Wednesday, 29 July 2009

Social kissing = social embarrassment

Sometimes I find it very awkward being a British male.

Take kissing.

I’m not talking about romantic or family kisses – I am talking about social kissing. Do you or don’t you?

Before I came down to Bath, nearly four years ago, this wasn’t an issue – they just don’t ‘do’ social kissing in my part of the Midlands. Or at least they didn’t do it with me.

In this city, however, I soon saw that kissing is far more common in social occasions but the problem I have is I never know when it is right to do so.

Will the ‘kissee’ be offended if I do – or offended if I don’t?

At the start of my adventure into lip-puckering contact, I probably looked horrified as people came towards me face-to-face. I guess I thought at times I was going to be head butted rather than have a smacker on my cheek and that is somewhat off putting.
I did, slowly, get into the drift, but last week, after socially kissing at least three charming ladies and wondering afterwards “Oh blimey, should I have done that?” , I started to think I would retire my lips from social occasions again.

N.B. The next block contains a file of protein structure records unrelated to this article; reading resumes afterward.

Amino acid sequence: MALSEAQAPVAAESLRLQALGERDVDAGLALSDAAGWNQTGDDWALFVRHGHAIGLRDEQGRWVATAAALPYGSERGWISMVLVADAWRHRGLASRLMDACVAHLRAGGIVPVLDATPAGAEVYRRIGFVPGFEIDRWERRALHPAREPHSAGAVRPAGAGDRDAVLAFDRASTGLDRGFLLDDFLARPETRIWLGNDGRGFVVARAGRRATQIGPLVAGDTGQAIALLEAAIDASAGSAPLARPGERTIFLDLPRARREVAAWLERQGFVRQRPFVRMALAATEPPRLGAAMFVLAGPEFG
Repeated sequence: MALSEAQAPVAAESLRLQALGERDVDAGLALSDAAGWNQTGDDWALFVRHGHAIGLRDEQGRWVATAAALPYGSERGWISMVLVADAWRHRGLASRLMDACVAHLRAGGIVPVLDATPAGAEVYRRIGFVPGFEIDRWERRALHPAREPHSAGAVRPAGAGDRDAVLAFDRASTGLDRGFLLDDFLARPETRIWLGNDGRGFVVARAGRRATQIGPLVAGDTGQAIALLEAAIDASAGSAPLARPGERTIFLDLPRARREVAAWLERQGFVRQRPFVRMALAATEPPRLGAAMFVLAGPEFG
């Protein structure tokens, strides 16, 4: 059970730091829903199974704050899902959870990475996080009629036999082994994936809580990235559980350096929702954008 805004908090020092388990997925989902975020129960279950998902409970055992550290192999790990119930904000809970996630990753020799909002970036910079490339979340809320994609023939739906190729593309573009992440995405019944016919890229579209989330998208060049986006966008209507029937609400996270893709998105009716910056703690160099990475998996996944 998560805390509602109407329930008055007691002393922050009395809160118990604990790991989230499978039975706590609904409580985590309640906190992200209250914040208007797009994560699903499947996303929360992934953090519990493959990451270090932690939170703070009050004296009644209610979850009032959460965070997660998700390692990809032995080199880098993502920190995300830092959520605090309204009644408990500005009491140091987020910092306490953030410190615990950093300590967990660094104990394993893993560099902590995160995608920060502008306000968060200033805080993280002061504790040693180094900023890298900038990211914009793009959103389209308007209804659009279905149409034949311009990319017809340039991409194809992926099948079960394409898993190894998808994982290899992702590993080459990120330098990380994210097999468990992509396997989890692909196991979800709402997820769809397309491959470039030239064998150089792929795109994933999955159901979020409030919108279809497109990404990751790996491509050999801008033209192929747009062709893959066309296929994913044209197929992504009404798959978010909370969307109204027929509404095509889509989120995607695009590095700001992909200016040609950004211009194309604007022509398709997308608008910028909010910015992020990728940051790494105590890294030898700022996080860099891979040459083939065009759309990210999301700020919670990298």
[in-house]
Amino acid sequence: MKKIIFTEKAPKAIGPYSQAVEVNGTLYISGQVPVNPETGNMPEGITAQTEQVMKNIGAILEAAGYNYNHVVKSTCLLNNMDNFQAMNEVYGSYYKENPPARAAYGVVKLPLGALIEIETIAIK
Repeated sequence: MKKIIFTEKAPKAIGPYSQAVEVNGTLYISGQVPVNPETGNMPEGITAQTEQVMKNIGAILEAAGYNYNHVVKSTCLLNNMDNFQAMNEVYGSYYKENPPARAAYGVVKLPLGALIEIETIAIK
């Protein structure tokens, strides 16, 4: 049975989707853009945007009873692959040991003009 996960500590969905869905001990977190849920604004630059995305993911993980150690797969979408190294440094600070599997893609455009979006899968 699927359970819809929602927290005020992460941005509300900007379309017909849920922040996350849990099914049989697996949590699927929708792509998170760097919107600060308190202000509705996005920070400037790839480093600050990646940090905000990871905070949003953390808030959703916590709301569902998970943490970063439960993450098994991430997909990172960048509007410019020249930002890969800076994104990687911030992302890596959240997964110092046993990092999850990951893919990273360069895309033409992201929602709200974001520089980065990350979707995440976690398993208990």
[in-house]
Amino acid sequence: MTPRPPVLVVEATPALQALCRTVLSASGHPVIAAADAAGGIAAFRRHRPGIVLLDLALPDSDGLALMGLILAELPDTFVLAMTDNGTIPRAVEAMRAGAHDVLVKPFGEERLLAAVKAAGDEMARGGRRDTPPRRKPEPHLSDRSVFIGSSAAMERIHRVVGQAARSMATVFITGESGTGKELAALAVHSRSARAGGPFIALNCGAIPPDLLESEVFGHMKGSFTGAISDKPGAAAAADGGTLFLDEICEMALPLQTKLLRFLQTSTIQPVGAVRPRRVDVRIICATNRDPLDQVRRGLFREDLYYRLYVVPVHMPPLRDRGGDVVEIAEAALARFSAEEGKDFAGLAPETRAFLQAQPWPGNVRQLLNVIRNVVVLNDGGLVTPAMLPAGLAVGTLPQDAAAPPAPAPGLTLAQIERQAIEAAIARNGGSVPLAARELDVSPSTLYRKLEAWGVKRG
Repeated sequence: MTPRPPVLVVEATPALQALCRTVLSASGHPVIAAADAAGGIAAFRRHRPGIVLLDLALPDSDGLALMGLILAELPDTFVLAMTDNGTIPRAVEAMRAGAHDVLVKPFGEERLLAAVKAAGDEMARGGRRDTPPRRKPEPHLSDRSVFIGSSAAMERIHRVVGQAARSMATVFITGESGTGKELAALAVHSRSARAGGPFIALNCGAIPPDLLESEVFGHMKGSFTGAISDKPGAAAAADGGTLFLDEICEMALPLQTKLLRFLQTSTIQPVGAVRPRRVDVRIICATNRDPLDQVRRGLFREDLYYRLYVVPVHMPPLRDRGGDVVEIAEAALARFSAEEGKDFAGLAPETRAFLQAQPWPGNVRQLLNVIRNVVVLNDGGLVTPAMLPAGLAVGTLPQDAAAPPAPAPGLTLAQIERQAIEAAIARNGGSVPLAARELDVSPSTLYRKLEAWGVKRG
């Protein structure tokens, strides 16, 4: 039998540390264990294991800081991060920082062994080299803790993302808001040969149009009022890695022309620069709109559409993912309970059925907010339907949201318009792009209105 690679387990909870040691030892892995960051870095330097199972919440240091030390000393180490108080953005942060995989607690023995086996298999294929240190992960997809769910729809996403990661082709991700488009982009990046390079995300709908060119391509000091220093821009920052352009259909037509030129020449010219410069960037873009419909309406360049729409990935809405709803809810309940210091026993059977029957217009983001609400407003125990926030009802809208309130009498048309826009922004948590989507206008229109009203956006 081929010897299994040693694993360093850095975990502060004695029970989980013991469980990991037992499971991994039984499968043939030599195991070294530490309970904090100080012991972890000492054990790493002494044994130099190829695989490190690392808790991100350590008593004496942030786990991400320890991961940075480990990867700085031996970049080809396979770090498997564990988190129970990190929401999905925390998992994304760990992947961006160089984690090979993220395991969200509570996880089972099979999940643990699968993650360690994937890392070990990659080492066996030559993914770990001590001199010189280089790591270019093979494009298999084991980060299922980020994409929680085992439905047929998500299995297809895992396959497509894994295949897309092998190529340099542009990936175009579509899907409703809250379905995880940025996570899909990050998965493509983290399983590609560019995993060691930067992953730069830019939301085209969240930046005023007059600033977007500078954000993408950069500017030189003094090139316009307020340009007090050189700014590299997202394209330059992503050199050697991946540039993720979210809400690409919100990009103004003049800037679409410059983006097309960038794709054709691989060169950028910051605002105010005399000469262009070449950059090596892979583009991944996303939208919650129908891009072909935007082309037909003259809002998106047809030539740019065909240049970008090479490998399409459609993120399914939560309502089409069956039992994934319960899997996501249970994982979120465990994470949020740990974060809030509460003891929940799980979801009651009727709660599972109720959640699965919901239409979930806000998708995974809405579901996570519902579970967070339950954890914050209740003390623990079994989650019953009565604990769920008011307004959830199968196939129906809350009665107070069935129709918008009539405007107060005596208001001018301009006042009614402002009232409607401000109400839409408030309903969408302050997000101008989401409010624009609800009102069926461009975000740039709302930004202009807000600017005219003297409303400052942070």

I put my dilemma on Facebook and received a number of not terribly helpful responses, which showed that nobody really understands these things, so I did a bit of internet research to try and see if there was an official etiquette for the embarrassed UK male.

The most amusing site I found – which provided such fascinating nuggets as the history of Paris ‘four kiss greeting’ and the fact that in Belgium, if someone is at least 10 years older than you, you can kiss them three times as opposed to the traditional one, there was a lovely description of the awkwardness we Brits find in these situations.

It said that as a nation we are shy of physical contact and would prefer to opt for a handshake or a nod.

It also wisely told foreign readers to remember that if a British person says “How are you”, they absolutely do not want you to tell them.

So I’ve therefore decided that I’m going to return to my British stereotype and avoid PDA (that’s public display of affection, to the uninitiated) to all apart from a couple of people for whom such non-contact would be impossible (hello Lorraine).

Of course, I then face the ultimate horror of going in with my manly handshake and being greeted by an outstretched cheek and not knowing what to do with it.

My, oh my, aren’t these things confusing? I blame the French.

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